THE FLORIDA BAR
Daily News Summary
An electronic digest of media coverage of interest to members of The Florida Bar compiled each workday by the Public Information and Bar Services Department and distributed to the Board of Governors, section and committee chairs, voluntary bar presidents, members of the judiciary and others.
FEBRUARY 6, 2017
Civil Justice Issues
Florida Supreme Court | Article | February 6, 2017
Florida Chief Justice Jorge Labarga on Monday [Feb. 6] announced his three appointments to the Constitution Revision Commission. Labarga's appointments are former Florida Bar President Henry "Hank" Coxe of Jacksonville, Arthenia Joyner of Tampa and Roberto Martinez of Coral Gables. "I looked not only for people skilled in the law, but also for those who have a breadth of knowledge about all the functions of government and its impact upon the everyday lives of everyday people," the chief justice said. More than 70 people contacted the Court to request appointment to the CRC. Under the Florida Constitution, the chief justice appoints three of the 37 commissioners.
Civil Justice Issues
Orlando Sentinel | Editorial | February 3, 2017
Gov. Rick Scott unveiled his budget proposal for the year that begins July 1, but it did not include funds for legal assistance for Floridians who can't afford to hire lawyers in civil court. From the editorial: "A recent study makes a convincing case for the Legislature to include funding again in this category -- and for the governor to break with his pattern and sign off on it. . . . Legal assistance reduces the financial burden on government agencies, businesses and nonprofits by helping more Floridians avoid foreclosures, evictions, domestic violence and other personal and family crises. . . . When people can work through their legal problems and stabilize their lives, they're more likely to be assets for their families, their employers and their communities. . . . Scott often cites the return on investment when evaluating state spending. If he applies that standard to civil legal assistance, he'll urge legislators to fill this gap in his budget."
ABA Journal | Article | February 2, 2017
WCTV | Article | February 3, 2017
Florida Politics | Article | February 3, 2017
Florida Supreme Court Chief Justice Jorge Labarga told reporters on Friday [Feb. 6] that he is open to the idea of law schools converting at least part of their third year from being classroom-based to more experiential learning. He also wondered whether the amount of subjects tested on the bar exam can be pared down, so third-year students can pursue more hands-on experience. Labarga made his remarks during a media availability before a meeting of the state's Commission on Access to Civil Justice in Tallahassee. Labarga spearheaded the creation of the commission, which is seeking answers to providing civil legal help to those who can't afford it.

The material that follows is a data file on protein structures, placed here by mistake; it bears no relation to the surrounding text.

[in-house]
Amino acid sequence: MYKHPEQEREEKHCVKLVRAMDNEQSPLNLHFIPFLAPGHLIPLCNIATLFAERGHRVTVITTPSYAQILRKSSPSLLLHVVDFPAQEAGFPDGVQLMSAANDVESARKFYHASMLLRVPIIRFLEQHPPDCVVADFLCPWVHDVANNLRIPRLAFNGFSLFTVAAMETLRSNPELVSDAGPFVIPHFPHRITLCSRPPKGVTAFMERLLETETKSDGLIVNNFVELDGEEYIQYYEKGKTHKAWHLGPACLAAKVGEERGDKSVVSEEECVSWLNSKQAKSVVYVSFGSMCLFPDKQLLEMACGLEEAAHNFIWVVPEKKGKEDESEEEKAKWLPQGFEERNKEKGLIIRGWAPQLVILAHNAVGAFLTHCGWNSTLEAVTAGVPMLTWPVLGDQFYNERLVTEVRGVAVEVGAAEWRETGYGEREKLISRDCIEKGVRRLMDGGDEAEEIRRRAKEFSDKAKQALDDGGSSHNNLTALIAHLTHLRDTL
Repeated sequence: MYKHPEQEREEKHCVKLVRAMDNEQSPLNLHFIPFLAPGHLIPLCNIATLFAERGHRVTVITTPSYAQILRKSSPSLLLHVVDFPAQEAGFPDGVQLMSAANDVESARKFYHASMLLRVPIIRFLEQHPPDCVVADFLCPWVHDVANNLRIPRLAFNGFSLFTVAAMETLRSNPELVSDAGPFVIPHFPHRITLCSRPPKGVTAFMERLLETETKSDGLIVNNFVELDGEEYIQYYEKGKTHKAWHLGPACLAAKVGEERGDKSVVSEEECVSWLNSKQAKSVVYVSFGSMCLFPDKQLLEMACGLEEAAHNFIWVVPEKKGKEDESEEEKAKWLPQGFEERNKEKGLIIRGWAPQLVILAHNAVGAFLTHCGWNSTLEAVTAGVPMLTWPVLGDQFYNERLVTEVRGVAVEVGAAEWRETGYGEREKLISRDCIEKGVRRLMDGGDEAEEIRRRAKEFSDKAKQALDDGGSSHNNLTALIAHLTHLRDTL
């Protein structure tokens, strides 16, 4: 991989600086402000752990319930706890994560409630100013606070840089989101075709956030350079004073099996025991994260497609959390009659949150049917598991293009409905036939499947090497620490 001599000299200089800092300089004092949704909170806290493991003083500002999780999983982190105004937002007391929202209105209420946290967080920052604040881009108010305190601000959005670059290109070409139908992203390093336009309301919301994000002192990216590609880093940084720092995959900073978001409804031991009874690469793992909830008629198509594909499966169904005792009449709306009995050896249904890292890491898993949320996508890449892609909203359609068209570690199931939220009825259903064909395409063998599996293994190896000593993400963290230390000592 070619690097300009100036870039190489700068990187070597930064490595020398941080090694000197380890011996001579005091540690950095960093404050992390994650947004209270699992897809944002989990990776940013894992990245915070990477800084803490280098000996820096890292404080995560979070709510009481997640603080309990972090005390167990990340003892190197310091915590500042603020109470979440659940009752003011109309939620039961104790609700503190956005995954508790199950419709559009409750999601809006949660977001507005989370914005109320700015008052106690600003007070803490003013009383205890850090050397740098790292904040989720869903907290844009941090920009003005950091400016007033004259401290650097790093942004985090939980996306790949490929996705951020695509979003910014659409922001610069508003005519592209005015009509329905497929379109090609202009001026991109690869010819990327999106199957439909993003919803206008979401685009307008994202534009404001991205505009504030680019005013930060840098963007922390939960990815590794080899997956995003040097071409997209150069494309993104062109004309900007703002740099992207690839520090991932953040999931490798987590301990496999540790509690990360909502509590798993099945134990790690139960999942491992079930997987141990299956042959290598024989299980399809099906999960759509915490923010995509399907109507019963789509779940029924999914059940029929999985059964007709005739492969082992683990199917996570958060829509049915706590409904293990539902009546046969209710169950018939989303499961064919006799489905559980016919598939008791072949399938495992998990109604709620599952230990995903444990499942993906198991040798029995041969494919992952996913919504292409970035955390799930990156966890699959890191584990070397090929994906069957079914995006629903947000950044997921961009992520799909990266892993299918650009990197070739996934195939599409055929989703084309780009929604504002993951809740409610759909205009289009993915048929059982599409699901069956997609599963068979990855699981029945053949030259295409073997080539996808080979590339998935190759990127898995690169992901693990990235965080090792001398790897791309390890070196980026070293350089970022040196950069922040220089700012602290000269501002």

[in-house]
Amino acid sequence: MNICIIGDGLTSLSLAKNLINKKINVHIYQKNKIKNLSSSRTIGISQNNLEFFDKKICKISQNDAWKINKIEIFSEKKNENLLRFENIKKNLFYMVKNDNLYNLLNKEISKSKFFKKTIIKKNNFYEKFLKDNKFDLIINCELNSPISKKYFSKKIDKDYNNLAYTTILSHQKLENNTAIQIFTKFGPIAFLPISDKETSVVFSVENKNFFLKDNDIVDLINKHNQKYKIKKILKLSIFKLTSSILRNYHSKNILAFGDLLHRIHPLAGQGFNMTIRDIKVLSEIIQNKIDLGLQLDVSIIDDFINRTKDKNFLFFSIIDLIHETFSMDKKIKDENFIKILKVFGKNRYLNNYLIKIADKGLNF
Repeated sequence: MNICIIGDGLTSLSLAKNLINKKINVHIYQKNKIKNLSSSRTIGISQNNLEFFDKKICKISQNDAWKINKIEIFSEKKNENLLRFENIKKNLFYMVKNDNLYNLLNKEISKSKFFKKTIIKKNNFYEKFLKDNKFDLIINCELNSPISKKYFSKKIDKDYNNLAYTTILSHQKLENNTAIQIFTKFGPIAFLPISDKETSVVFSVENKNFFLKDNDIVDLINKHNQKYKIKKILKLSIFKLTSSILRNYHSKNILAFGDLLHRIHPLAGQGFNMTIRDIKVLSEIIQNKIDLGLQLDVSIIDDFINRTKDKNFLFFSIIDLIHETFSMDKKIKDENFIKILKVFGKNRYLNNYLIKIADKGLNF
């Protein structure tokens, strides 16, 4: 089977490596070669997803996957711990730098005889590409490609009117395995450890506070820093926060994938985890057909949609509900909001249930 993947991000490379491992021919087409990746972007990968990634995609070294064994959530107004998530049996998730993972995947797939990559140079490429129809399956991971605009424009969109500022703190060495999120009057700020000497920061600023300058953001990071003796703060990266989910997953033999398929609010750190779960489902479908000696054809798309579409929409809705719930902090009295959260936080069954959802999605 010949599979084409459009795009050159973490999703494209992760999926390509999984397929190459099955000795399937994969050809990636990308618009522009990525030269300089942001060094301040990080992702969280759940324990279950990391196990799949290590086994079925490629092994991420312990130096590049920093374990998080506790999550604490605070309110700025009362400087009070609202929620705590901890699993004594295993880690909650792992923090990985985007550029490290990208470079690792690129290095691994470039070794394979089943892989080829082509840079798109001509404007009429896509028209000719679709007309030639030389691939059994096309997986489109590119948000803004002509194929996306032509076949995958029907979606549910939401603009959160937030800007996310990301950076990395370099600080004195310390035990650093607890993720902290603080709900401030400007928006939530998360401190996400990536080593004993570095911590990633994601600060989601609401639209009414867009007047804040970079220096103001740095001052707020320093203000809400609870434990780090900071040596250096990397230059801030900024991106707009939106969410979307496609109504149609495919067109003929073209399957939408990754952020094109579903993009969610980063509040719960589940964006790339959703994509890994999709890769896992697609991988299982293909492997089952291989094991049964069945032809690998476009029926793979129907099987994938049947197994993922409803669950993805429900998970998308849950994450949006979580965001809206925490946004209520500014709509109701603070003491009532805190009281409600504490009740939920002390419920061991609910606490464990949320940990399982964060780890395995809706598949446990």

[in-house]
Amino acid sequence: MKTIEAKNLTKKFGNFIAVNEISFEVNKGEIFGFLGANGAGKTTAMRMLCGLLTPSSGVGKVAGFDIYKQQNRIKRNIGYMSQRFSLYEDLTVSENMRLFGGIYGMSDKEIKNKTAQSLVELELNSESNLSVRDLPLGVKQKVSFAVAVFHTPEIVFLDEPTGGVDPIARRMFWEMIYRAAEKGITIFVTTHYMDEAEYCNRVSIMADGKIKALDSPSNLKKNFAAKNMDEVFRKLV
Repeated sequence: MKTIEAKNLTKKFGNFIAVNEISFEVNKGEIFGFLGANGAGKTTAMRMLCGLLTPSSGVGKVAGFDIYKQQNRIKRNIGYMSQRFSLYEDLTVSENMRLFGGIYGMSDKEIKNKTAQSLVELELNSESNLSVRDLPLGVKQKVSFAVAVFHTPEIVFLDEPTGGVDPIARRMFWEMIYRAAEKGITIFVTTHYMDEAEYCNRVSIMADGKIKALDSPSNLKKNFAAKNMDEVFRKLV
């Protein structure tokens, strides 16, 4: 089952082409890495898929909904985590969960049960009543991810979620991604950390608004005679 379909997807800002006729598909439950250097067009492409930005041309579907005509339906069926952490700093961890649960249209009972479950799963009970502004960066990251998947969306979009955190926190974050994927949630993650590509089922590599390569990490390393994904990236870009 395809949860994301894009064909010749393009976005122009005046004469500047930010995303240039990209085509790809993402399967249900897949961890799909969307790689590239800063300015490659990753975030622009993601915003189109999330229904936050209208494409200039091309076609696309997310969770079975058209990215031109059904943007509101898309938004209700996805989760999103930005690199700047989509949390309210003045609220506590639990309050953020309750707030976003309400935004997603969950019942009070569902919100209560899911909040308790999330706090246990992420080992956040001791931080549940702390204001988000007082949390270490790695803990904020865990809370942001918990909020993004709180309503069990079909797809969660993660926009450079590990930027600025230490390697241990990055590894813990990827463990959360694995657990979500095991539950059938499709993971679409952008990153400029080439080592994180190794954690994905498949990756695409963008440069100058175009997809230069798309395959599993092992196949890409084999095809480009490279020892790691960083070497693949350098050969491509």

The Florida Bar
WTXL-TV | Article | February 2, 2017
The Florida Bar is seeking approval of a proposal that would make it easier for military spouses to practice law in the state. The proposal, filed this week at the state Supreme Court, would apply to attorneys who are married to members of the military stationed in Florida. It would allow those attorneys, who are licensed in other states, to practice law without first being required to pass The Florida Bar exam. The admission to the Florida Bar would only last as long as the military member remains stationed in the state, under the Bar petition seeking approval from the Supreme Court.
ABA Journal | Article | February 3, 2017
A panel discussion titled "Changing Tides: How Law Schools are Riding the Wave of an Evolving Legal Market " was held on Friday [Feb. 3] as part of the ABA Midyear Meeting in Miami. Joann Grages Burnett, associate director of career development at the Stetson University College of Law, moderated the discussion with two other deans from Florida law schools: Laura Rosenbury, at the University of Florida's Levin College of Law; and Patricia D. White, at the University of Miami School of Law. The speakers addressed two key topics: diversity and inclusion, and adapting to the legal landscape of today and tomorrow. They focused particularly on technology education and training for students.
Orlando Sentinel | Article | February 3, 2017
The Ninth Circuit Judicial Nominating Commission has announced the finalists to fill the job left open by the death of Scott Polodna, a circuit judge in Osceola County. The nominees are Linda Drane-Burdick, a former executive with the State Attorney's Office in Orlando and one of the prosecutors in the Casey Anthony case; Orange County Judge Tanya Wilson, who's been on the bench since 2014; Orlando attorney Thomas Sommerville; and Windermere lawyer Thomas Tukdarian. Gov. Rick Scott will make the final decision on who will succeed Polodna, who died in December. The commission narrowed the list from 15 applicants.
Criminal Justice Issues
Panama City News Herald | Article | February 3, 2017
The 14th Judicial Circuit of the State Attorney's Office on Feb. 1 implemented a Juvenile Sexting Diversion Program, according to an announcement. The program applies to any child younger than 18 who sends a sexually explicit photograph to another minor. For a first offense, the child or his parent or legal guardian will be required to pay $65 to the Clerk of Court, or the child must perform eight hours of community service at any nonprofit organization, officials said. Failure to complete one of the sanctions within 30 days will require a court appearance. This program is the result of a cooperative effort between the various law enforcement agencies, the Clerk of Court and the SAO to teach minors about the dangers of sending out such explicit photographs to others, without punishing them criminally for a first offense.